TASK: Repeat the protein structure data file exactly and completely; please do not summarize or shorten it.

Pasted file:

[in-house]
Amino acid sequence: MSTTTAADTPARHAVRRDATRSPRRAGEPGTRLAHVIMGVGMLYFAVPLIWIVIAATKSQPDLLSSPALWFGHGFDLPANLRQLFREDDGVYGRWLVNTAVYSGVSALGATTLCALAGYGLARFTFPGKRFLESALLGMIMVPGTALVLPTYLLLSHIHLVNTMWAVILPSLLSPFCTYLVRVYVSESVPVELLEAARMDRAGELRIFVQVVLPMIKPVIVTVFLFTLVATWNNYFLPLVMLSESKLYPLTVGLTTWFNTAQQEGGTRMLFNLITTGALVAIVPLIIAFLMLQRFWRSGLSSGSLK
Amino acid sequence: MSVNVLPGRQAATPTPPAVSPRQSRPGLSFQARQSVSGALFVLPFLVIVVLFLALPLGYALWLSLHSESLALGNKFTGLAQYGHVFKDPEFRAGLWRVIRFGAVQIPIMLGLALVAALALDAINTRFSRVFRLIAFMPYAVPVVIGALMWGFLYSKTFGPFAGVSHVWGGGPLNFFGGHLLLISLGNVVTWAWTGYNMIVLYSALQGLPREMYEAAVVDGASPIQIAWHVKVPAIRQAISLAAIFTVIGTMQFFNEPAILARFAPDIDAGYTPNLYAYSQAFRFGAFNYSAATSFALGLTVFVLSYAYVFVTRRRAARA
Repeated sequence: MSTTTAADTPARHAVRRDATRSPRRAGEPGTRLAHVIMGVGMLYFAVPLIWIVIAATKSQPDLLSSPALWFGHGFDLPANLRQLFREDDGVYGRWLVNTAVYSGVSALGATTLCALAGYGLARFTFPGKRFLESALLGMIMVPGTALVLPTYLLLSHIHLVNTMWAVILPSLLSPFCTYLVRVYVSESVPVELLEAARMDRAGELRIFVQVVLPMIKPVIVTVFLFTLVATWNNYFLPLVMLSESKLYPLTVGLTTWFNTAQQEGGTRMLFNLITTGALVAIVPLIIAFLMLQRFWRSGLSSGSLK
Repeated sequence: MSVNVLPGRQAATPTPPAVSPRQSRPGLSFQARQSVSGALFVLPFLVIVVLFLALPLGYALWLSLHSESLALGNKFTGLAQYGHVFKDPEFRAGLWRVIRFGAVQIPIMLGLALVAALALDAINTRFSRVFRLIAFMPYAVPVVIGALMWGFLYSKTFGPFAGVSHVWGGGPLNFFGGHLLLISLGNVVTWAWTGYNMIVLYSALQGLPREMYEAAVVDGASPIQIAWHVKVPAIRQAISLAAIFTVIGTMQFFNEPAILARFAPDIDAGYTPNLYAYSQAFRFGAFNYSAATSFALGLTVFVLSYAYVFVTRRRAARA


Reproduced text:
[in-house]
Amino acid sequence: MSTTTAADTPARHAVRRDATRSPRRAGEPGTRLAHVIMGVGMLYFAVPLIWIVIAATKSQPDLLSSPALWFGHGFDLPANLRQLFREDDGVYGRWLVNTAVYSGVSALGATTLCALAGYGLARFTFPGKRFLESALLGMIMVPGTALVLPTYLLLSHIHLVNTMWAVILPSLLSPFCTYLVRVYVSESVPVELLEAARMDRAGELRIFVQVVLPMIKPVIVTVFLFTLVATWNNYFLPLVMLSESKLYPLTVGLTTWFNTAQQEGGTRMLFNLITTGALVAIVPLIIAFLMLQRFWRSGLSSGSLK
Amino acid sequence: MSVNVLPGRQAATPTPPAVSPRQSRPGLSFQARQSVSGALFVLPFLVIVVLFLALPLGYALWLSLHSESLALGNKFTGLAQYGHVFKDPEFRAGLWRVIRFGAVQIPIMLGLALVAALALDAINTRFSRVFRLIAFMPYAVPVVIGALMWGFLYSKTFGPFAGVSHVWGGGPLNFFGGHLLLISLGNVVTWAWTGYNMIVLYSALQGLPREMYEAAVVDGASPIQIAWHVKVPAIRQAISLAAIFTVIGTMQFFNEPAILARFAPDIDAGYTPNLYAYSQAFRFGAFNYSAATSFALGLTVFVLSYAYVFVTRRRAARA
Repeated sequence: MSTTTAADTPARHAVRRDATRSPRRAGEPGTRLAHVIMGVGMLYFAVPLIWIVIAATKSQPDLLSSPALWFGHGFDLPANLRQLFREDDGVYGRWLVNTAVYSGVSALGATTLCALAGYGLARFTFPGKRFLESALLGMIMVPGTALVLPTYLLLSHIHLVNTMWAVILPSLLSPFCTYLVRVYVSESVPVELLEAARMDRAGELRIFVQVVLPMIKPVIVTVFLFTLVATWNNYFLPLVMLSESKLYPLTVGLTTWFNTAQQEGGTRMLFNLITTGALVAIVPLIIAFLMLQRFWRSGLSSGSLK
Repeated sequence: MSVNVLPGRQAATPTPPAVSPRQSRPGLSFQARQSVSGALFVLPFLVIVVLFLALPLGYALWLSLHSESLALGNKFTGLAQYGHVFKDPEFRAGLWRVIRFGAVQIPIMLGLALVAALALDAINTRFSRVFRLIAFMPYAVPVVIGALMWGFLYSKTFGPFAGVSHVWGGGPLNFFGGHLLLISLGNVVTWAWTGYNMIVLYSALQGLPREMYEAAVVDGASPIQIAWHVKVPAIRQAISLAAIFTVIGTMQFFNEPAILARFAPDIDAGYTPNLYAYSQAFRFGAFNYSAATSFALGLTVFVLSYAYVFVTRRRAARA